What’s Wrong with Grade Inflation? Ask This Long Island Mom.

The start of my daughter’s junior year — and diving head first into the college prep process — is officially here. As I was going through a list of things to start tackling, results from a recent National Association for College Admission Counseling report caught my eye: the most important factor that colleges consider when admitting applicants is grades — specifically in college prep courses.  

In an era prone to grade inflation, this can make standing out from the pack to college admissions officers even more of a challenge. There are several factors behind grade inflation. High schools don’t want to appear as though they’re performing poorly in comparison to the competition, so teachers may be encouraged to give out high grades even if they are not fully earned to avoid a larger percentage of failing grades or dropouts. Also, student grades can be factors in evaluations for teachers and principals, enough incentive to inflate grades..

This issue was in the spotlight here in Long Island in 2014 when a New York State Education Department audit uncovered that Hempstead High School routinely and improperly raised students’ grades from failing to passing to boost the district’s graduation rate.

Driving home the pervasiveness of the problem, an upcoming study by Michael Hurwitz, a lead researcher at the College Board, and Jason Lee, a doctoral student at the University of Georgia, shows that nearly half of America’s Class of 2016 were “A” students.

The same study found that while grades in high schools are going up, the average SAT scores have fallen from 1,026 to 1,002 on a 1,600-point scale.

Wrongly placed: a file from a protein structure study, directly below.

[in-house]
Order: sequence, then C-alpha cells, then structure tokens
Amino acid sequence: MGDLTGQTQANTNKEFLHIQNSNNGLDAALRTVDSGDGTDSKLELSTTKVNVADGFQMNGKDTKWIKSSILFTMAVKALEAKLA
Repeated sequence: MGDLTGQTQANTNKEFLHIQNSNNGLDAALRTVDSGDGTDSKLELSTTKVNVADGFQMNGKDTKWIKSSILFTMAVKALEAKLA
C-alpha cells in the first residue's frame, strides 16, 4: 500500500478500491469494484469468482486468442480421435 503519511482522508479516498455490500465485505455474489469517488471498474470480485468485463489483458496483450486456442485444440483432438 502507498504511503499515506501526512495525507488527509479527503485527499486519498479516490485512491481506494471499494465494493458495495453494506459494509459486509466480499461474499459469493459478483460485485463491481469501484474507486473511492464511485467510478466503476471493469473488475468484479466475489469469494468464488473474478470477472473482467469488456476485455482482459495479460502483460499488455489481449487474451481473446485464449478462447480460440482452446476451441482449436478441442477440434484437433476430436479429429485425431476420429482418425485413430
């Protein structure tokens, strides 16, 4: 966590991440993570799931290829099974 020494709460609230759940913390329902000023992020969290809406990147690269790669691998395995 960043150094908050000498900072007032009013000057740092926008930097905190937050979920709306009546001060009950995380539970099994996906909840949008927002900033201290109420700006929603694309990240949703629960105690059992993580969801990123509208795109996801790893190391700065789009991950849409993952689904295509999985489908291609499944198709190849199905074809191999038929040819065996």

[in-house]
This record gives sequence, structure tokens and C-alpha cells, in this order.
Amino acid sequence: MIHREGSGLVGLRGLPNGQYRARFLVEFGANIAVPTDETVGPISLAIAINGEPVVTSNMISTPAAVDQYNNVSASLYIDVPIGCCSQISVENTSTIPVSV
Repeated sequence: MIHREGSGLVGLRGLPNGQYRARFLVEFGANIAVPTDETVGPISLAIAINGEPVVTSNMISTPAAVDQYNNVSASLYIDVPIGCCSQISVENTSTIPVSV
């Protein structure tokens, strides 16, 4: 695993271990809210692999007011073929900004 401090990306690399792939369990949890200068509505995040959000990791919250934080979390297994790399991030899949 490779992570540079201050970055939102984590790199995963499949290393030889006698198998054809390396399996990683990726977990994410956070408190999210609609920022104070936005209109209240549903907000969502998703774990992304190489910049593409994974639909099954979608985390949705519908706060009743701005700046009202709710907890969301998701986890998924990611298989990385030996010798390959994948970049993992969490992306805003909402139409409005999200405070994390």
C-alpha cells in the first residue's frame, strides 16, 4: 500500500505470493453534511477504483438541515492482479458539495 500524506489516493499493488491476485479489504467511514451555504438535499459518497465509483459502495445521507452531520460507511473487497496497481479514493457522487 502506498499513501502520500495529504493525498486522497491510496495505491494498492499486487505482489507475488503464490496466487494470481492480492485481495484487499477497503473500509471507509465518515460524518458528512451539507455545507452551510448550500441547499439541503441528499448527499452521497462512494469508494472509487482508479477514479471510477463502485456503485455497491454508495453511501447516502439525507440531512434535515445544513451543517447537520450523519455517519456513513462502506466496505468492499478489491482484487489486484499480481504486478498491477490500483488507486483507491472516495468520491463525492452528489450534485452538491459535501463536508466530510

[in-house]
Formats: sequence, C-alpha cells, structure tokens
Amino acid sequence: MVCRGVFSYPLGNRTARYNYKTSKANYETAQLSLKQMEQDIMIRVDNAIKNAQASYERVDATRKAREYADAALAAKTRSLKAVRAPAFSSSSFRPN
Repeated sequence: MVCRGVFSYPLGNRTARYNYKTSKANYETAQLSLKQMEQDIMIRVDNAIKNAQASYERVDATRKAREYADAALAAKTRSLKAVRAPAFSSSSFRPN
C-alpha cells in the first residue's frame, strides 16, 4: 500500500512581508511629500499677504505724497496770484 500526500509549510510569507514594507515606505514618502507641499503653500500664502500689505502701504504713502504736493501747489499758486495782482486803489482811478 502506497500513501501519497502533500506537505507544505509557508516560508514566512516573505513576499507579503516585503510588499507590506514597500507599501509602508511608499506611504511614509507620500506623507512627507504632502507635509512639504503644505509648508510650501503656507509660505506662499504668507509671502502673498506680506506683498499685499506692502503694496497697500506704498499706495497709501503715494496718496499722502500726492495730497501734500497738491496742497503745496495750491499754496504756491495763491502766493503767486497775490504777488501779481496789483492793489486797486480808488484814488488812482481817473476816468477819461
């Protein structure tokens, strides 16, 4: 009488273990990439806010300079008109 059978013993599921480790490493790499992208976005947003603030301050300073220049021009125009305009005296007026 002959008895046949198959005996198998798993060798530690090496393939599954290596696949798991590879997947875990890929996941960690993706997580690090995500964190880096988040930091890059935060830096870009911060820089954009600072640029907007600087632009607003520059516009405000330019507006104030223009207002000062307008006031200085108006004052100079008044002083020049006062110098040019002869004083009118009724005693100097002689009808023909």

With so many “A” students, it seems as though SAT scores should be rising, not falling. Using high school GPA as “the” guidepost to predict whether a student will thrive academically seems alarmingly misguided.

This caused me to flash back to the Advanced Placement World History exam my daughter took at the end of last year. Although she earned a decent grade in the course, she did not receive the score needed on the standardized test to receive the college credit. So, what does this mean in actually preparing her for college?

When high school grades are inflated, students can end up with a false sense of the amount of effort they need to put into their college schoolwork in order to get good grades. They may be earning high grades for work that does not even meet the basic standards at some colleges.

This can lead to a rough adjustment period at the beginning of college, as students often become discouraged when they find that they can’t get the same results in college classes as they did in high school.

From what I can determine, the best path forward is one that does not focus on becoming too comfortable with the easy “A.” The college admission process should more closely mirror the balance of what students and future graduates need in order to be successful in their chosen profession and in life.  


What do you think?

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